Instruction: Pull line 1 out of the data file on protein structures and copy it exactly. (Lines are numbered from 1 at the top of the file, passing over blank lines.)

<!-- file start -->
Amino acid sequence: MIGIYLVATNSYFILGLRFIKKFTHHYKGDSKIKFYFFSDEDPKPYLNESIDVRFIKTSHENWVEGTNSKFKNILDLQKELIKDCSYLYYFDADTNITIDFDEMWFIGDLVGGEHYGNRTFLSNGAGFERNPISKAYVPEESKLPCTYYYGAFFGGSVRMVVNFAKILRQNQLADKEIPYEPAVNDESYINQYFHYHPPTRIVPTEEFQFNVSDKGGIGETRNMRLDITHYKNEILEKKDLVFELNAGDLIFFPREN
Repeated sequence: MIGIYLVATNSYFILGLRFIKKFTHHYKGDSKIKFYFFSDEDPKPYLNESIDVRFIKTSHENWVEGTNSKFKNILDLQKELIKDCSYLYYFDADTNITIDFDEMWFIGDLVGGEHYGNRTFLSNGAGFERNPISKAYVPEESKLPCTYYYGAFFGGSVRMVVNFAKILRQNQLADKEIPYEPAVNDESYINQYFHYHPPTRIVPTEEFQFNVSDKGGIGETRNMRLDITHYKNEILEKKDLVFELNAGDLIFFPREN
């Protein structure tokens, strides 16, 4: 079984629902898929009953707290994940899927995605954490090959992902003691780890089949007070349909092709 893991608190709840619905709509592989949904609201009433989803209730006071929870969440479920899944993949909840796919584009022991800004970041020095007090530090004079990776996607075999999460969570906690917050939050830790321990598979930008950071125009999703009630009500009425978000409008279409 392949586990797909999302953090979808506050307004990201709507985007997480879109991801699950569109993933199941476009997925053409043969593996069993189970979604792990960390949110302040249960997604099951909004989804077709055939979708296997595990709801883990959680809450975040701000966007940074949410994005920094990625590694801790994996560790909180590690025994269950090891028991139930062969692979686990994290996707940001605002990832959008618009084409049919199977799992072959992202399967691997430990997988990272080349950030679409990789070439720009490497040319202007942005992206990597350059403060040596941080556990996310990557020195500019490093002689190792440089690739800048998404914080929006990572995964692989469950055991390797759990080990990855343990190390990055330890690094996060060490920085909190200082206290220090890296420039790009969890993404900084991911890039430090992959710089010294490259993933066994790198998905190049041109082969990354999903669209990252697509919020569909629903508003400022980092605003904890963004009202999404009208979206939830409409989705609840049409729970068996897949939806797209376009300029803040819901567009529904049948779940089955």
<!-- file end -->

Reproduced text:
Amino acid sequence: MIGIYLVATNSYFILGLRFIKKFTHHYKGDSKIKFYFFSDEDPKPYLNESIDVRFIKTSHENWVEGTNSKFKNILDLQKELIKDCSYLYYFDADTNITIDFDEMWFIGDLVGGEHYGNRTFLSNGAGFERNPISKAYVPEESKLPCTYYYGAFFGGSVRMVVNFAKILRQNQLADKEIPYEPAVNDESYINQYFHYHPPTRIVPTEEFQFNVSDKGGIGETRNMRLDITHYKNEILEKKDLVFELNAGDLIFFPREN